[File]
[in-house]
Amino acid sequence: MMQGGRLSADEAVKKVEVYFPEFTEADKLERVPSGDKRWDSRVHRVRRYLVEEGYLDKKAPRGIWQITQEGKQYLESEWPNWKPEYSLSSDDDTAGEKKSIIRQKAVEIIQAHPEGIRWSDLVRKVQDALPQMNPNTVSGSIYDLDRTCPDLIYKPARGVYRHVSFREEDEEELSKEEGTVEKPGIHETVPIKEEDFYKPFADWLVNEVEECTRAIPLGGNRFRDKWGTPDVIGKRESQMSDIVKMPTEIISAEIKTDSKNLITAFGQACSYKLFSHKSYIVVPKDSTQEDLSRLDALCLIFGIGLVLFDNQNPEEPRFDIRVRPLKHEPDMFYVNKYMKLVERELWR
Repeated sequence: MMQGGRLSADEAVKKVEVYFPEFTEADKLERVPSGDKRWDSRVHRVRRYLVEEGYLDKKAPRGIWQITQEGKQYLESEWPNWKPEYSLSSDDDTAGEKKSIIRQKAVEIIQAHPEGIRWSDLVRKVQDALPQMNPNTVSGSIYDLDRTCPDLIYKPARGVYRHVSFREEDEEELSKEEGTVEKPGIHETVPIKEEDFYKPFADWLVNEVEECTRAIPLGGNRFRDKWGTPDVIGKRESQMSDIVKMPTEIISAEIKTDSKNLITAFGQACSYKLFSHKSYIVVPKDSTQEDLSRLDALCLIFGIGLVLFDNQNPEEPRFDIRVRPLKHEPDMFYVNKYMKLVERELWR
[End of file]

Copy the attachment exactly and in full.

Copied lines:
[in-house]
Amino acid sequence: MMQGGRLSADEAVKKVEVYFPEFTEADKLERVPSGDKRWDSRVHRVRRYLVEEGYLDKKAPRGIWQITQEGKQYLESEWPNWKPEYSLSSDDDTAGEKKSIIRQKAVEIIQAHPEGIRWSDLVRKVQDALPQMNPNTVSGSIYDLDRTCPDLIYKPARGVYRHVSFREEDEEELSKEEGTVEKPGIHETVPIKEEDFYKPFADWLVNEVEECTRAIPLGGNRFRDKWGTPDVIGKRESQMSDIVKMPTEIISAEIKTDSKNLITAFGQACSYKLFSHKSYIVVPKDSTQEDLSRLDALCLIFGIGLVLFDNQNPEEPRFDIRVRPLKHEPDMFYVNKYMKLVERELWR
Repeated sequence: MMQGGRLSADEAVKKVEVYFPEFTEADKLERVPSGDKRWDSRVHRVRRYLVEEGYLDKKAPRGIWQITQEGKQYLESEWPNWKPEYSLSSDDDTAGEKKSIIRQKAVEIIQAHPEGIRWSDLVRKVQDALPQMNPNTVSGSIYDLDRTCPDLIYKPARGVYRHVSFREEDEEELSKEEGTVEKPGIHETVPIKEEDFYKPFADWLVNEVEECTRAIPLGGNRFRDKWGTPDVIGKRESQMSDIVKMPTEIISAEIKTDSKNLITAFGQACSYKLFSHKSYIVVPKDSTQEDLSRLDALCLIFGIGLVLFDNQNPEEPRFDIRVRPLKHEPDMFYVNKYMKLVERELWR